Ashley Bickerton: Seascapes at the End of History
Through March 5, 2022
By D. DOMINICK LOMBARDI, February 2022
I still remember the feeling I had the first time I saw Ashley Bickerton’s work - that sense of the future coursing through the room – art you would expect to see in a space station, or in a museum on a colonized planet. I’m thinking it was probably Tormented Self-Portrait (Susie at Arles) (1987-1988) or Good Painting (1988) or a piece just like it that I was looking at, perhaps at Sonnabend, and I couldn’t take my eyes off of it. It was so different than anything I had ever seen, something like TODT’s spacey environments around that same time, but more lowbrow, more succinct, more uncooperative in its narrative, and carrying a message that was quite layered and complex. Whatever it was, Bickerton’s brilliance was immediately apparent.
A decade later, I would experience another stunning moment in the presence of a trio of humorously rendered paintings representing the endomorph, mesomorph, ectomorph/hermaphrodite type titled All That I Can Be: Triple Self Portrait: Ashleigh (1996); A.B. (1996); Bickski (1996). Now I’m not about to go through all of the different periods or types Bickerton immersed himself in over the years, but I do need to state that each time there was a change in his career, it was big and it was potent. So here we are today, at Lehmann Maupin and their current exhibition, where the works that can generally be described as more autobiographical than is usual for Bickerton. The entire exhibition alludes to his bucolic island life, and reminds us that he once was an avid and accomplished surfer. The exhibition is comprised of a variety of techniques and types, including one large expansive piece that combines much of the methods of fabrication that are seen here, suggesting the sights, smells and sounds of this artist’s life in Bali, with the installation titled Hanging Ocean Chunk (To Be Dragged Up Cliff Faces, Strung Across Ravines, and Suspended From The Forest Canopy) 1 (2022).
As mentioned, the orientation in all the art here is the sea – the beach, underwater life and the unfortunate result of humans who endlessly pollute. Aside from the occasional self portrait of the past, there is much more of the presence of the artist here, where his footprints in the sand, the dead or dying colorless coral encased in multiple layers of resin that he has seen first hand, the traditional colorful nautical flags, suggestions of floatation devices or air canisters and the like, and all the symbols that are informed by the fragility of life.
The atmosphere, the reality set upon us in this exhibition is quite visceral, and is as much a celebration as it is a warning, and yes, as the exhibition’s title suggests, we are witness to the Seascapes at the End of History. That mention of an ‘end’ is most clear in the ubiquitous plastic detritus that runs through our oceans, clearly present here in the sinuous ridges beneath etched-glass in works like River Vector: Big White (2022). Hanging ominously on the gallery wall, it slowly reveals the endless waves of uncaring, the depth of disrespect, and the resulting slow-motion apocalypse we all are aware of by now – yet still it continues.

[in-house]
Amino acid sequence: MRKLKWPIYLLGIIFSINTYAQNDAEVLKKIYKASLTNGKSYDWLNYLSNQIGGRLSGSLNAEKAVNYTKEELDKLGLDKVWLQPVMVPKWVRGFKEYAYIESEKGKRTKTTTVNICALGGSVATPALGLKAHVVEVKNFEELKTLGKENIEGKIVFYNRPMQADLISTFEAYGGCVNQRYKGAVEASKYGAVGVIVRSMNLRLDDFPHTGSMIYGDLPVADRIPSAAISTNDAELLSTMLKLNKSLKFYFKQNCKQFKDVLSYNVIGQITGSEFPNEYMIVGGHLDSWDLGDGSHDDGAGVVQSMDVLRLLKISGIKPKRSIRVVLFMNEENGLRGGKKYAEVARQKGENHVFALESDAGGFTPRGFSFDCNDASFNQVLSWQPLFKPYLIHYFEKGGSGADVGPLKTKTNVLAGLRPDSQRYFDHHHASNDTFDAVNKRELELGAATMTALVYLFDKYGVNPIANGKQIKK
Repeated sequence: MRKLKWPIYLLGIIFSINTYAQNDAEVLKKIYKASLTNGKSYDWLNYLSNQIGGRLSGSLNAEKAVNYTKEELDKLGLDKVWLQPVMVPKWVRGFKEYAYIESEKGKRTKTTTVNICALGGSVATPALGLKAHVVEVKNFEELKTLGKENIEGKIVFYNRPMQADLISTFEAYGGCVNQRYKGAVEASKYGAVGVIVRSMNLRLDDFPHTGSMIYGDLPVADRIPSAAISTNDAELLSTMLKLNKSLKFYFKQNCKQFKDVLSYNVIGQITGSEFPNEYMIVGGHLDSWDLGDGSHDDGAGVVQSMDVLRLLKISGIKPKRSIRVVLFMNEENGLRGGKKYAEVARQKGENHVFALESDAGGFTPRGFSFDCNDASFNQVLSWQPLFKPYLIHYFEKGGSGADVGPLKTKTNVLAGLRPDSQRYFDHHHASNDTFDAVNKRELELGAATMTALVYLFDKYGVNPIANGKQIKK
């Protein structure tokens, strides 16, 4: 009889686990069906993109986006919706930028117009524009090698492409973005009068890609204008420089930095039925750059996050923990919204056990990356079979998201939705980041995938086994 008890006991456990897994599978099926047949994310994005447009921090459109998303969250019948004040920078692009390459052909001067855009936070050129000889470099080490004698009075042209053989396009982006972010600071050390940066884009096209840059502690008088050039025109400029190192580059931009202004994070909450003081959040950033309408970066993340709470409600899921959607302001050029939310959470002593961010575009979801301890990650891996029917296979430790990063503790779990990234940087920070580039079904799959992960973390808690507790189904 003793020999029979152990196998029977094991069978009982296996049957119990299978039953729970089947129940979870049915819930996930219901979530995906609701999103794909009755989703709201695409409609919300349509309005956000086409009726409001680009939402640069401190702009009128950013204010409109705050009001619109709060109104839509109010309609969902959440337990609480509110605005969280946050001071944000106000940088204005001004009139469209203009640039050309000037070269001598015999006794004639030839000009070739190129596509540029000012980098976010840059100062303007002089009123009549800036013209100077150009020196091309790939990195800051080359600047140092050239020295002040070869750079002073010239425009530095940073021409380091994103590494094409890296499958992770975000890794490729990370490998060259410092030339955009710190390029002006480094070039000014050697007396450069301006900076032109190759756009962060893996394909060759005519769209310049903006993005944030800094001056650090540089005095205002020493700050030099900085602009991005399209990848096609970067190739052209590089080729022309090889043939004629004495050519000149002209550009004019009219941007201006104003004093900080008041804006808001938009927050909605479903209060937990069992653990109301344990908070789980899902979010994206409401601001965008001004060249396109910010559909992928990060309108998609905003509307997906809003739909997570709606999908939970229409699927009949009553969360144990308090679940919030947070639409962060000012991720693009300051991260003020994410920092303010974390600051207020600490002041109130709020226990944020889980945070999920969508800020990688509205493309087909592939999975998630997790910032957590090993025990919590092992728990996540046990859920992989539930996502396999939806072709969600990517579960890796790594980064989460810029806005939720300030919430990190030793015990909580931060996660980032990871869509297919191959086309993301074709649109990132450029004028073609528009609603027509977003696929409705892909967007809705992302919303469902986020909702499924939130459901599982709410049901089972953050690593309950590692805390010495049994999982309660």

As some struggle to save our earth’s reefs, that invisible crisis to most of us landlubbers, we see one huge fact of failure that does not go unnoticed under his gaze. With works like 0°36'06.2"N, 131°09'41.8"E 1 (2022), Bickerton forms a pristine, totemic, monolithic object as we experience it softly and slowly swaying us into submission with its hypnotic beauty and soothing tones – eventually making us aware of the lifeless coral crumbling below. Bickerton, the consummate master of both the alternate and the actual, the beauty and the brutal, the representation of a current world formed by greed is his overall message, where the true thinkers, our best and most passionate creators can represent it all in its purest form.
Ashley Bickerton: Seascapes at the End of History runs through March 5th at Lehmann Maupin in Chelsea. WM
D. Dominick Lombardi is an artist, art writer and curator based in New York. A 45-Year retrospective of his art, which was curated by T. Michael Martin, has traveled from the Clara M. Eagle Gallery at MSU in Western Kentucky in 2019, to the Marie Walsh Sharpe Gallery of Contemporary Art, Ent Center for the Arts, UCCS in Colorado Springs in 2021 – next moving to the Dowd Gallery at SUNY Cortland, New York in February, 2022. Some of his writing credits include the New Art Examiner (1997-98), ARTnews (1997), The New York Times (1998-2005), Juxtapoz (2002), Art in Asia (2007-2009), The Huffington Post (2012-2018), ARTES (2016-present), CultureCatch (2006-present), and dArt International magazine (2005-present). Lombardi’s most recent curatorial projects are “LandX” for Red fox Contemporary in Pound Ridge, NY (2021), “A Horse Walks Into a Bar” for the Hampden Gallery at UMASS Amherst, MA, (2020) and “I Am…” for the Morean Arts Center in St. Petersburg, FL, (2020). Contributor portrait by Danh Nguyen.view all articles from this author